- Don’t bring your computer, tablet, or other electronics to class and keep your phone out of sight!
You understand going to class is important, so here is the second layer – when you are in class be present. Get rid of the digital distractions in your life while you are in class. Don’t worry about what is trending on Twitter or what your friends are posting on Facebook. It will all still be there after class. Get the most from your tuition dollars and pay attention to what is going on in class!
I know, you need you electronics to take notes. If you absolutely need your electronics to take notes, turn off your Internet connection so you are not tempted to check social media or your email.
- Figure out how you spend your time
In college you seem to have all of this free time and no idea what to do with yourself. This extra time becomes problematic when you have no idea how you are spending it. Take a grid with all 7 days of the week and all 24 hours in a day. Document everything you do for the next week. I mean everything – the time you spend in class, taking a shower, watching Netflix, sleeping, playing video games, eating, working, everything!
Once you have a realistic picture of how you spend your time, you can figure out what adjustments can be made to fit your commitments – like going to class, completing reading assignments and studying for exams.
- Understand how your grades are calculated.
One of the biggest mistakes I see students make comes from not understanding how their performance on assignments impacts their overall grade in the class. I have seen students think they have an A or a B in a class when they have received Cs or Ds on assignments. How can you avoid this trap?
- Understand your syllabus, how assignments are graded and how they impact your overall grade
- Be realistic about your performance in class! If you are getting Bs or Cs on tests – you are probably not getting an A in the course. If you are not getting the grades you want, talk with you advisor or your instructors to develop different strategies for being successful.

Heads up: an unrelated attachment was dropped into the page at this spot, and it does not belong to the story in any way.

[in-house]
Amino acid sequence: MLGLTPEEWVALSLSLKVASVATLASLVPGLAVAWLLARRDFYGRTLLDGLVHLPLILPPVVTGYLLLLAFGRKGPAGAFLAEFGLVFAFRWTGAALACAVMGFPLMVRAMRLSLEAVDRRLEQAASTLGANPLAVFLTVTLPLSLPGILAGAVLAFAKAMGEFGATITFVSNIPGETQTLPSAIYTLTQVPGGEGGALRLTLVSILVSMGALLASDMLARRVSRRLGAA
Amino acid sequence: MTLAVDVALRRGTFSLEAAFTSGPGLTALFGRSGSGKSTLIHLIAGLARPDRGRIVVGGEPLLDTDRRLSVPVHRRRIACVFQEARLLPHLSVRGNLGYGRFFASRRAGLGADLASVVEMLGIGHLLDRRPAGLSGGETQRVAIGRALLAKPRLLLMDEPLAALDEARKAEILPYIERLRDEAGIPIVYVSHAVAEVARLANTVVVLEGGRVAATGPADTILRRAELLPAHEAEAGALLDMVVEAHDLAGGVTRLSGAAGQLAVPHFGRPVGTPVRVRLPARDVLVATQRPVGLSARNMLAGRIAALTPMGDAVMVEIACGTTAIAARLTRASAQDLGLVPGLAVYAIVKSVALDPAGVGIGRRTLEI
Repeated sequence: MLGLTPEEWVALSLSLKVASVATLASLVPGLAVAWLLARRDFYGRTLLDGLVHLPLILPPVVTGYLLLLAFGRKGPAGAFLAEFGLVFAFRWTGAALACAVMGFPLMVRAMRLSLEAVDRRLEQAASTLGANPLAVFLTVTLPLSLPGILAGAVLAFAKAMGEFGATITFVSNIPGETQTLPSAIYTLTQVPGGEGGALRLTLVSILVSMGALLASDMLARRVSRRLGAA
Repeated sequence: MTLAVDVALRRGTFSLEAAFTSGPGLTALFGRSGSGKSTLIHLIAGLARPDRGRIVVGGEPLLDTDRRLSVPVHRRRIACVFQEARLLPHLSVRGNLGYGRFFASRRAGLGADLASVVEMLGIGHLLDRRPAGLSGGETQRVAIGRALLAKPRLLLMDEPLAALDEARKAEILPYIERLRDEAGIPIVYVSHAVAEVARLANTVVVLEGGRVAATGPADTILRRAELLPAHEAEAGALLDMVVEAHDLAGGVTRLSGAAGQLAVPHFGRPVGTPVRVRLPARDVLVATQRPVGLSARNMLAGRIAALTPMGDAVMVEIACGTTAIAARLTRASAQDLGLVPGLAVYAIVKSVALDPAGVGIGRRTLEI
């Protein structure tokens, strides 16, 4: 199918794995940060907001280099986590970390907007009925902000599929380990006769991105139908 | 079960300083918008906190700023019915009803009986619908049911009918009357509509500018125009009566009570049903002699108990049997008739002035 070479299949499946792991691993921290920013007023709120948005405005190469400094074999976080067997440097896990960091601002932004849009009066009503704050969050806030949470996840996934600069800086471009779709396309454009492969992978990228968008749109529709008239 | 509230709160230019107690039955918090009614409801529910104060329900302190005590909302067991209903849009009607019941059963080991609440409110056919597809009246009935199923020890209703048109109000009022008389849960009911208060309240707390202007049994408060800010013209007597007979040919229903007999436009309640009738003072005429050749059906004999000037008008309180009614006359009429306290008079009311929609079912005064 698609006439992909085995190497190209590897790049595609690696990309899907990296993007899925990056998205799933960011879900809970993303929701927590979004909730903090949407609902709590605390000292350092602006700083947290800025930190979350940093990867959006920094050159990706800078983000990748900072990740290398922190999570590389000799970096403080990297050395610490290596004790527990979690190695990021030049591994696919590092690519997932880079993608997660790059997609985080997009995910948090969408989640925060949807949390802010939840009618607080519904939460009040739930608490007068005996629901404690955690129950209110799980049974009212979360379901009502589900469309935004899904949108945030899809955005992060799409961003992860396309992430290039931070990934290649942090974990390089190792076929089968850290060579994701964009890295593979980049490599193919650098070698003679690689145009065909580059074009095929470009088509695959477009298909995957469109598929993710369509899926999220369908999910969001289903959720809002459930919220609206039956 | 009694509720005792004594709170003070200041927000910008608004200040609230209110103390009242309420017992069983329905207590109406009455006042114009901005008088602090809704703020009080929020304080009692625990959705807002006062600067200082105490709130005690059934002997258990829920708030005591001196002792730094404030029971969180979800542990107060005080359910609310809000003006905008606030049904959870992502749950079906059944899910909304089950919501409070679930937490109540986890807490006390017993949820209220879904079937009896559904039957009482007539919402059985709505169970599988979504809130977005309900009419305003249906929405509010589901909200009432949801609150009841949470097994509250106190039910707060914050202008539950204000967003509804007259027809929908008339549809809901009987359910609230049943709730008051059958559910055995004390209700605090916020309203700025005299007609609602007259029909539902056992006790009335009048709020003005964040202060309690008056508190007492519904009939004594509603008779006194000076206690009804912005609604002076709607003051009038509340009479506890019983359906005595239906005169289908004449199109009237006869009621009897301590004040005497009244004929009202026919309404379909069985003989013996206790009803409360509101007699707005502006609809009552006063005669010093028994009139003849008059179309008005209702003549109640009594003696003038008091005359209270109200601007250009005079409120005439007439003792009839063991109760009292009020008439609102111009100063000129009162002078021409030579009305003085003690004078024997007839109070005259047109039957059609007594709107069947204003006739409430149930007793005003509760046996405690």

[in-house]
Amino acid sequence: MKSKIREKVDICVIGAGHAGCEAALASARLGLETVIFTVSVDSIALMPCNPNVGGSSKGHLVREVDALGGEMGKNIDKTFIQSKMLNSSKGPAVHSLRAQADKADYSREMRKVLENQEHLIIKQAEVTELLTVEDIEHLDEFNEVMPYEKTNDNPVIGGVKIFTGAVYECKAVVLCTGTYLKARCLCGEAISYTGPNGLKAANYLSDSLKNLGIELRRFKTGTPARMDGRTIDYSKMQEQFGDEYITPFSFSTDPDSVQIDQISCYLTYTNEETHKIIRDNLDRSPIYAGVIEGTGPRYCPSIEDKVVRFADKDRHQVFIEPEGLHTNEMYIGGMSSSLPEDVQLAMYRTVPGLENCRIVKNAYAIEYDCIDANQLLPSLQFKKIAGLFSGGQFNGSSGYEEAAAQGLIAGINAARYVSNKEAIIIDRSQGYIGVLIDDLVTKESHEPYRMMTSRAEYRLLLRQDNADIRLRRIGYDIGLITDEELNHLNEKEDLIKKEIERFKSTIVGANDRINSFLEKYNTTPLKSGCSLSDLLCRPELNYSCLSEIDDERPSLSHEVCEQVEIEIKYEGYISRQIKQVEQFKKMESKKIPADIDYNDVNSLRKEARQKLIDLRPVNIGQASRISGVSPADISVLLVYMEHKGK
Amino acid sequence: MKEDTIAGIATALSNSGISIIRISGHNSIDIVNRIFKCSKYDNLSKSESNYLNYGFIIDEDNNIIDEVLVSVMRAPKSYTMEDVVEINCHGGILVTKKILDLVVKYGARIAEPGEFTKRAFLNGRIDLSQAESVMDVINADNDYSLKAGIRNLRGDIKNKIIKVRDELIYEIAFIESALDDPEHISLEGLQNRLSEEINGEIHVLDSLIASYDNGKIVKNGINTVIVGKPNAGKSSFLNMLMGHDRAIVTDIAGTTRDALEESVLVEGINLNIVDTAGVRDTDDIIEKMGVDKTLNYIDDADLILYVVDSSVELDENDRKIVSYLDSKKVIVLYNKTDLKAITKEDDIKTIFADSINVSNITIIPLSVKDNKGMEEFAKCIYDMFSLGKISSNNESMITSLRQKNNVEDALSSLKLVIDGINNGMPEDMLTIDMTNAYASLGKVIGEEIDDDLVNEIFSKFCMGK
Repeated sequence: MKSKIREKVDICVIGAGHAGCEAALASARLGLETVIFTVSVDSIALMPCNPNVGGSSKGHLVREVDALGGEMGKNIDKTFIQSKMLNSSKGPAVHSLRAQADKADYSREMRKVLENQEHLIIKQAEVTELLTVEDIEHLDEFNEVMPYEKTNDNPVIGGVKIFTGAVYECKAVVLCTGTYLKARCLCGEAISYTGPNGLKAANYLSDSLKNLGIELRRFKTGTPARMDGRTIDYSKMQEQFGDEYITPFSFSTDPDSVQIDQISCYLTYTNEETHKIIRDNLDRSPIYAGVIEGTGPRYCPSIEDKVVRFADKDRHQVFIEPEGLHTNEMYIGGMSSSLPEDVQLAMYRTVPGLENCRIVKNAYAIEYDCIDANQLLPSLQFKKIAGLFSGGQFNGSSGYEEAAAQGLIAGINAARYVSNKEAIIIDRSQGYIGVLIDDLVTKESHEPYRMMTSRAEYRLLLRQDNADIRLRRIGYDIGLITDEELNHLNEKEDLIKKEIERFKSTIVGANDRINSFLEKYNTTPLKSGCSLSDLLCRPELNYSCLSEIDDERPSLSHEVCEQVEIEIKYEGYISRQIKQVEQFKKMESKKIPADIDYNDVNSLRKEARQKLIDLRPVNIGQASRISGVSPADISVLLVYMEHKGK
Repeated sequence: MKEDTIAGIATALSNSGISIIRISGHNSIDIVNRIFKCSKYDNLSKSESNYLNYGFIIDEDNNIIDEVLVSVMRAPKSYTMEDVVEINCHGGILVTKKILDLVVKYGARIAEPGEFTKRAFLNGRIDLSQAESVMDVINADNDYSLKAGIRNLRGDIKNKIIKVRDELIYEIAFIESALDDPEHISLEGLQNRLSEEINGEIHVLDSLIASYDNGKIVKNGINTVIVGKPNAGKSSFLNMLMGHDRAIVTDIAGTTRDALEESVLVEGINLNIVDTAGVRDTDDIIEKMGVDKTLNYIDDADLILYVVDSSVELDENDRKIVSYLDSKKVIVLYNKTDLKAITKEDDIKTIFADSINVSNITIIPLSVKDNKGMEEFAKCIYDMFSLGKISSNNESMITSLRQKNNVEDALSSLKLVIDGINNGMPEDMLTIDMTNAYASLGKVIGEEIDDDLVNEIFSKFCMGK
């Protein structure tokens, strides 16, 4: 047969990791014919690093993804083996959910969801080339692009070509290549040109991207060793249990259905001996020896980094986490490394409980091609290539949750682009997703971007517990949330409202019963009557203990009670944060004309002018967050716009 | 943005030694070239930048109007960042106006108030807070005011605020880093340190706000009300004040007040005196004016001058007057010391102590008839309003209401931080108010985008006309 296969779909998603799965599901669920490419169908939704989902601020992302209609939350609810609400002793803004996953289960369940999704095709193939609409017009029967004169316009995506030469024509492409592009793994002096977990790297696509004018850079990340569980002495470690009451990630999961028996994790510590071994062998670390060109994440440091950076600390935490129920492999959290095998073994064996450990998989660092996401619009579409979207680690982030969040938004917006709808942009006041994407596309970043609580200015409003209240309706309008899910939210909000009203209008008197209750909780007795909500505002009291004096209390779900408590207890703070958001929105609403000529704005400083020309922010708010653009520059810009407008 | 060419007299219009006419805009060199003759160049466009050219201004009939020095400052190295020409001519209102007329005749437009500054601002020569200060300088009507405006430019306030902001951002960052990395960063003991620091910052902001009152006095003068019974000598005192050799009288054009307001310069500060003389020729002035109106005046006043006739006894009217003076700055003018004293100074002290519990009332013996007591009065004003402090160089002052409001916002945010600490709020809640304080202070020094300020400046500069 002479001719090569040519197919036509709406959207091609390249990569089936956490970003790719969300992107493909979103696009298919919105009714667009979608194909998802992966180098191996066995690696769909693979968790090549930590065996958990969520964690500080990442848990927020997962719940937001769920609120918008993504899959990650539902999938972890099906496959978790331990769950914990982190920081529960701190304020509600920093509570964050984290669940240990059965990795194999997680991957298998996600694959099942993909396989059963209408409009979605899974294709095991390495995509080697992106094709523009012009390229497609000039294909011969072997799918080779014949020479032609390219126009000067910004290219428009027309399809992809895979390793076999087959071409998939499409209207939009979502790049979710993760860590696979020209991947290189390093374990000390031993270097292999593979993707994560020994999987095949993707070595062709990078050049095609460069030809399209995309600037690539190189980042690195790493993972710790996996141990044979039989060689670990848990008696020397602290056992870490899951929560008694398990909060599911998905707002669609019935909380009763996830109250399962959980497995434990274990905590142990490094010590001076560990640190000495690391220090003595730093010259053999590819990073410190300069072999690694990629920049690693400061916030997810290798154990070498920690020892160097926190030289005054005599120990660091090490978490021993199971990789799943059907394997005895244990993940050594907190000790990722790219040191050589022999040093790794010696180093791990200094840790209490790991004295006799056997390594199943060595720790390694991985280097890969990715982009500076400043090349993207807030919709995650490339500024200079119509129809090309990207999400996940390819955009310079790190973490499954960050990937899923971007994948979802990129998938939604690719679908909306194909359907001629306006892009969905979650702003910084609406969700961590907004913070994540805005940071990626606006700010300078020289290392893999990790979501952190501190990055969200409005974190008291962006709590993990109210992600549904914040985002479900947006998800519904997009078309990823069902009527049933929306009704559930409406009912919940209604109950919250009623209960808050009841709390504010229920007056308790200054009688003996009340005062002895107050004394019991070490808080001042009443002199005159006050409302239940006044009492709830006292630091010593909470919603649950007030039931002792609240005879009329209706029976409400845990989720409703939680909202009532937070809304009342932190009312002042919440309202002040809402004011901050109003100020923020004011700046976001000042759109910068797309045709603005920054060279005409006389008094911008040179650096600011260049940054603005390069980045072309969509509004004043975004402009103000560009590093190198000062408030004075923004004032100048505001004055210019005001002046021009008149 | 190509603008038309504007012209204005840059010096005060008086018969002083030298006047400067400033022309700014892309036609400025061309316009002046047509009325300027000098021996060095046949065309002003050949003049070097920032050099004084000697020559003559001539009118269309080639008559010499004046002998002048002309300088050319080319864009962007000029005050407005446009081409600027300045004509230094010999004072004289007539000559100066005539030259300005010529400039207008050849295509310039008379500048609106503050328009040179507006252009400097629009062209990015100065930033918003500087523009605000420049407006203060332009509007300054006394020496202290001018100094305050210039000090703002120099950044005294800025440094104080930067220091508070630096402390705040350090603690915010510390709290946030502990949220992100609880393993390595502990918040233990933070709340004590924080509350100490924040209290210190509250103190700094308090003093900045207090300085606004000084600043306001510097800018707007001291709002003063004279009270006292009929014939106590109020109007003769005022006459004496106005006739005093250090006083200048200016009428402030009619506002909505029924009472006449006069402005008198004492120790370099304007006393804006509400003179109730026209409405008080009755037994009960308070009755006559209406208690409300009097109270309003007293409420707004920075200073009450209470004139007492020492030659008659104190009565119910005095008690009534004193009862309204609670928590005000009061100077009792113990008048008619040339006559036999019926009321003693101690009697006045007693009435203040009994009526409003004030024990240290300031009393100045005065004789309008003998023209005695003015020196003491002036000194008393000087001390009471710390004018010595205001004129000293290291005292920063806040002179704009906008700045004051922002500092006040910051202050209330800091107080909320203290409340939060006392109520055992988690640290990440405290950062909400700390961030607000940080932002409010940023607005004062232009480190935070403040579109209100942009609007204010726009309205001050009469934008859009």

Follow these tips for a successful colleg
e experience and don’t be afraid to reach out to your own academic advisor for more advice!
Alyssa Rutt has a Master of Science in Education from the University of Kansas and received her undergraduate degree from Iowa State University. She previously served as an academic advisor for the University of Kansas and currently works for the Greenlee School of Journalism and Communication at Iowa State University as a program coordinator. This week she will focus on how academic advisors can assist you during your college career and future plans.
As a former academic advisor for primarily first and second year college students I have seen the full spectrum of the successes and struggles college student face. Let’s get one thing out of the way now – college does not happen in a petri dish – life happens, whether classes are in session or not.
When life happens or you find yourself stressed out about adjusting to college, there are people on campus who are there and want to help you. One of the most important people who can offer you assistance and help you navigate the transition to college is your academic advisor.
What you need to know about academic advisors:
Advisors are a fantastic resource: Academic advisors are so much more than schedule builders. They can get you in touch with campus resources including: tutoring resources, financial aid services, scholarship opportunities and ways to get involved on campus and are great starting points for any and all questions. Advisors can also provide tips for transitioning to learning in a college classroom, help you to balance your time and assist you in choosing a major.
One of the first questions I ask my advisees is: What do you do better than anyone else? Often times students will look at me with blank stares or just shrug, but after I let the question hang in the air for a bit, students start to think about what their strengths are and what makes them happy. This becomes the starting point for a great conversation about what students want from their education. What do YOU do better than anyone else?
Advisors care about student success: I have yet to talk with an academic advisor who does not care about his or her students succeeding. They are in this profession because they care about students and they want to see you succeed! While advisors are there to help students, it is ultimately up to the student to reach out and ask for help.